Referring to FIG. 2, IRM 20 is shown in telemetry communication with ChronicleŽ IMD 10. Generally, cardiac data is transmitted to IMD 10 via lead 14 as described hereinabove. During an uplink or a downlink session, telemetry communication is established between IMD 10 and IRM 20. Communication could be via antenna 18 or wireless communication such as RF signals 18′ as is discussed hereinbelow. Patient 12 triggers an uplink session by installing EPR 24 in a designated slot and push the start button. The microcontroller in IRM 20 will look for EPR 24 and if it confirms the existence of EPR 24 it will start downloading barometer data into IRM 20. Thereafter, telemetry is enabled and data will start being transmitted from IMD 10. When all the data from IMD 10 is telemetered down, then IRM 20 will try to transmit the data out via transmission line 26 which may include a phone line, a cable modem, an ISD line, a cable or equivalent wireless data transmission system to transfer the data to server 30.
Referring now to FIG. 3A, a perspective view of IRM 20 is shown with antenna 18, which antenna should be placed at the implant position to enable telemetry link in accordance with one embodiment of the present invention.
FIG. 3B is a perspective drawing representing the various structures of IRM 20. Specifically, IRM 20 includes back panel 40 with support cradles attached externally thereof. Support cradles 50 enable to securely stow antenna 18 when not in use. Further, aperture 52 is designed to allow easy movement and access for cords and wires to connect to a panel behind back panel 40. Support structure 42 separates back panel 40 and front structure 44. In addition to providing stability to IRM 20, support structure 42 may be used to store the cord of antenna 18. Structure 44 represents the side panels that connect the back panels via support structure 42 to the front panel which includes panel 46 and interface panel 48. Top structure of IRM 20 includes slot 54 fitted for installing EPR 24 in position to download information into IRM 20. Button 56 is a push down start button that a patient or an operator needs to push in order to initiate the operations of IRM 20.
Referring now to FIGS. 4A and 4B, IRM 20 shown with antenna 18 in stowed position in support cradle 50. The power cord for antenna 18 is shown pulled through aperture 52 and disposed frontally at panel 40. FIG. 4B shows power panel 60 which is disposed behind panel 40. Power panel 60 includes power plug 62 to which a power cord could be attached to supply power to the IRM. Serial port 64 is implemented to connect the IRM 20 to PC 27, for example (See FIG. 1 or FIG. 2). Telephone connections 66 may be used to connect to a telephone jack and optionally a caller ID box in communication with an answering machine and a telephone. Dialing sequence switch 68 is placed in either a standard position which is up, or to dial a special number, down.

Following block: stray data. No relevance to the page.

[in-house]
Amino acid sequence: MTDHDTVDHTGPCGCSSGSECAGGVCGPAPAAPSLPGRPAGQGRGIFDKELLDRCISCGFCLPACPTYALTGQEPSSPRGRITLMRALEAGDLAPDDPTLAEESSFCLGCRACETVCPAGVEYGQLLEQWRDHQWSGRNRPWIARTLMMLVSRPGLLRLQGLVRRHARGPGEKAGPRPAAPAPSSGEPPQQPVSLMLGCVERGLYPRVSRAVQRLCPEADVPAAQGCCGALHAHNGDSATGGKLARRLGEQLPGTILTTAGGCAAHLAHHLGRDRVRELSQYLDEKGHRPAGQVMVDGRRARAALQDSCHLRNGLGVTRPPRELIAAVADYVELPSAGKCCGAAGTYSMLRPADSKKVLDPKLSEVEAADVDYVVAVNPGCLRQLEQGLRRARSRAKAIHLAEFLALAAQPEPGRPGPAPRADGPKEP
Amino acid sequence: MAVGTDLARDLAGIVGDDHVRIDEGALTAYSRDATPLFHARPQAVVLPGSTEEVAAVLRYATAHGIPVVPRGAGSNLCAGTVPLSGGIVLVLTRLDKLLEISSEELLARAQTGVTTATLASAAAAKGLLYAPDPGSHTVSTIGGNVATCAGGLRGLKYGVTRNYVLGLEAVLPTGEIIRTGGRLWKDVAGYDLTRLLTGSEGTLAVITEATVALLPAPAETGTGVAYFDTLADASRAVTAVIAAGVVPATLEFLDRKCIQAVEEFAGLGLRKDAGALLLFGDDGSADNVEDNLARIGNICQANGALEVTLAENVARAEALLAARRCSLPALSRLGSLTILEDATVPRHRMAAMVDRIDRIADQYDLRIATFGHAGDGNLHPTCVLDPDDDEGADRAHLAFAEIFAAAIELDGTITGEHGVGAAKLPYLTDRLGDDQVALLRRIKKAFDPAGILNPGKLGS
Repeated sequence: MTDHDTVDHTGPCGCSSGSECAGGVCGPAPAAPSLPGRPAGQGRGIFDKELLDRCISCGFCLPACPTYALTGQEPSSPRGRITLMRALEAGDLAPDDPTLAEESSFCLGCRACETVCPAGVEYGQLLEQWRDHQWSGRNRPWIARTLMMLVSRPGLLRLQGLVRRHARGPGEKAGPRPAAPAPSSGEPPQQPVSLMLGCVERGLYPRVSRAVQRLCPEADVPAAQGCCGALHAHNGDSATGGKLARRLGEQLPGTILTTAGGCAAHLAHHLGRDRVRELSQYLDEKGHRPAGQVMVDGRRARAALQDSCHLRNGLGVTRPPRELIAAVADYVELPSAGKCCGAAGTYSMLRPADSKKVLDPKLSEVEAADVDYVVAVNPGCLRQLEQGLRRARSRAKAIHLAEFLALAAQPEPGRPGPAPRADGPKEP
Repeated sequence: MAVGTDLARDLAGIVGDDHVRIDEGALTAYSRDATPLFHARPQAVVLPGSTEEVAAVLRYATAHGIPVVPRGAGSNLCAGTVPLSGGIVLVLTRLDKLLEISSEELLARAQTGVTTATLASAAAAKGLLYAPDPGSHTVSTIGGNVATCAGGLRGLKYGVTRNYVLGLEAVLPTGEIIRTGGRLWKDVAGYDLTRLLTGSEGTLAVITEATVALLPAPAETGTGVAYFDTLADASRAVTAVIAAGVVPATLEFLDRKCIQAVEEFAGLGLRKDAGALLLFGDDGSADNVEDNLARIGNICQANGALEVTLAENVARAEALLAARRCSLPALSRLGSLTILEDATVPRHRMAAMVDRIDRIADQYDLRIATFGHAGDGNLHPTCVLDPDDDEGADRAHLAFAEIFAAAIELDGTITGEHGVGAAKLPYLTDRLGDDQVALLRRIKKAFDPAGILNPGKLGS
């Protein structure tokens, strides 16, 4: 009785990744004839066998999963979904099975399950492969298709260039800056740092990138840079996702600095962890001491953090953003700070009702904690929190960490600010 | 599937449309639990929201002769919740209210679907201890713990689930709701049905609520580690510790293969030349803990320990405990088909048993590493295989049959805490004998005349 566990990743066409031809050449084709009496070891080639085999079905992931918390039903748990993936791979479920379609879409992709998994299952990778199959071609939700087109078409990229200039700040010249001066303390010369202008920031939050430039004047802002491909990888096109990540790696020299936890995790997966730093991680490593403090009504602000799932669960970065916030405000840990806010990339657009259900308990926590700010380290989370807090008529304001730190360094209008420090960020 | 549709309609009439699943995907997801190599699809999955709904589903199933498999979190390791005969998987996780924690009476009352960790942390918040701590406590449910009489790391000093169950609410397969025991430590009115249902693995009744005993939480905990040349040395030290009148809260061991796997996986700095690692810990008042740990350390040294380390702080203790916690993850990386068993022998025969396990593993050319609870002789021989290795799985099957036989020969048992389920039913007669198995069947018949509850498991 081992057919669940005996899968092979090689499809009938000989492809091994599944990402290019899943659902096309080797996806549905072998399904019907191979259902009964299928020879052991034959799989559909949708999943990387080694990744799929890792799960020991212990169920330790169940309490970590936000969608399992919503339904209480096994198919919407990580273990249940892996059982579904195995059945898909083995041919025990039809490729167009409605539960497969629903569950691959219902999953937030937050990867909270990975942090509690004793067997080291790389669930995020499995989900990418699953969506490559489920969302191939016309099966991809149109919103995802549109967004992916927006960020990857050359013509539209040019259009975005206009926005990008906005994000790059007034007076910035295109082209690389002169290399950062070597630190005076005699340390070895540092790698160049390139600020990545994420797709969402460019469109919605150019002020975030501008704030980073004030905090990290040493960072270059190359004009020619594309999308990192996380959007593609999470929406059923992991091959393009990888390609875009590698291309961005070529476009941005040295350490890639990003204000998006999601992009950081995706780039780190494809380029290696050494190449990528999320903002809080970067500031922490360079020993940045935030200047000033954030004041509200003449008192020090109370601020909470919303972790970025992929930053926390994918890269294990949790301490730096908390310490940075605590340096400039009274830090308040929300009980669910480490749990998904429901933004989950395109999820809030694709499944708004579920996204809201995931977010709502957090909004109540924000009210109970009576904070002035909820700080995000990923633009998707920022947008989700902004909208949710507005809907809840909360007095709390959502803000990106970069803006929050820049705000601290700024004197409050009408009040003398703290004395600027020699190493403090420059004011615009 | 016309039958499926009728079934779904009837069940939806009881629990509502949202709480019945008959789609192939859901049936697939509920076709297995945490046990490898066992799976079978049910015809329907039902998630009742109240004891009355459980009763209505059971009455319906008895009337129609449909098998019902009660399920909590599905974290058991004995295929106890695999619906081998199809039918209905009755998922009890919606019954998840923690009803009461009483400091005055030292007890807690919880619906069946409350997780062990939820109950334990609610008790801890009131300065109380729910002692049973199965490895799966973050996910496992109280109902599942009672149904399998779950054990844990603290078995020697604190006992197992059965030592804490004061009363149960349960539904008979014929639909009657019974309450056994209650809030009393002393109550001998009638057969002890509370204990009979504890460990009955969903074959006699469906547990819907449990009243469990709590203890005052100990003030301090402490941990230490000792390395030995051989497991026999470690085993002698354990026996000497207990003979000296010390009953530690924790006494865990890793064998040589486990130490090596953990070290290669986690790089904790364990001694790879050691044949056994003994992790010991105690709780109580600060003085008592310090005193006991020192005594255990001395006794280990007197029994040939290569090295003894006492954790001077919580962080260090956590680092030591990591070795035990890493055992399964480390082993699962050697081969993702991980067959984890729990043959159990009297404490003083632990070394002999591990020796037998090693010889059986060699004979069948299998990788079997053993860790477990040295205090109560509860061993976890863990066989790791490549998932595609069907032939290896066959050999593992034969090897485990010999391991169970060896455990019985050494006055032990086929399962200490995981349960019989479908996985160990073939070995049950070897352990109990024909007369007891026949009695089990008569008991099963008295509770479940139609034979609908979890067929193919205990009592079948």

FIG. 5A shows EPR 24 poised on top of slot 54 which it must engage to enable download of barometric pressure used for correlation to atmospheric pressure from EPR 24 to IRM 20.
FIG. 5B shows EPR 24 positioned/engaged in slot 54 to download barometric data into IRM 20.
FIG. 6 is a block diagram representing the various components in accordance with the present invention. Specifically, main microcontroller 72 is an operable electric communication with EPR interface 74. EPR interface 74 is located in slots 54 to enable engagement between EPR 24 and IRM 20. Further, telemetry board 70 is in electrical communication with main microcontroller 72. In addition, telemetry board 70 is connected to flexible antenna 18. As discussed hereinabove, when antenna 18 is placed on implantable medical device such as ChronicleŽ, telemetry communication is established. Through this communication, data contained in IMD 10 is transferred to IRM 20. Further, main microcontroller 72 is connected to a power supply and modem 78 or equivalent. User interface LED buttons 48 operate via main microcontroller logic as will be discussed hereinbelow.
Reviewing microcontroller 72 in more detail in FIG. 7, EPR serial, interface 74 is in operable data communication with microcontroller 72 and EPR connector 80. It should be noted that EPR connector 80 is disposed in slots 54 (See FIG. 5A) to engage EPR 24. Microprocessor 81 is connected to telemetry circuit 82 which in turn is connected to antenna 18. Clocks 86 and 88 run various functions of microcontroller 81. Further, internal LED are represented by block 84.
Functionally, IRM 20 of the present invention could be used as an interface to transfer medical device information via the known wireless communication systems, patient data to remote location for review in chronic monitoring. IRM 20 operates in conjunction with EPR 24. EPR 24 is generally worn by the patient or kept in close proximity to monitor the barometric pressure of the environment.
In the preferred embodiment, IRM 20 is connected to a power outlet via connection 62. IRM 20 may also be connected to a telephone line via telephone connection 66, but this connection is not necessary for the IRM to work properly.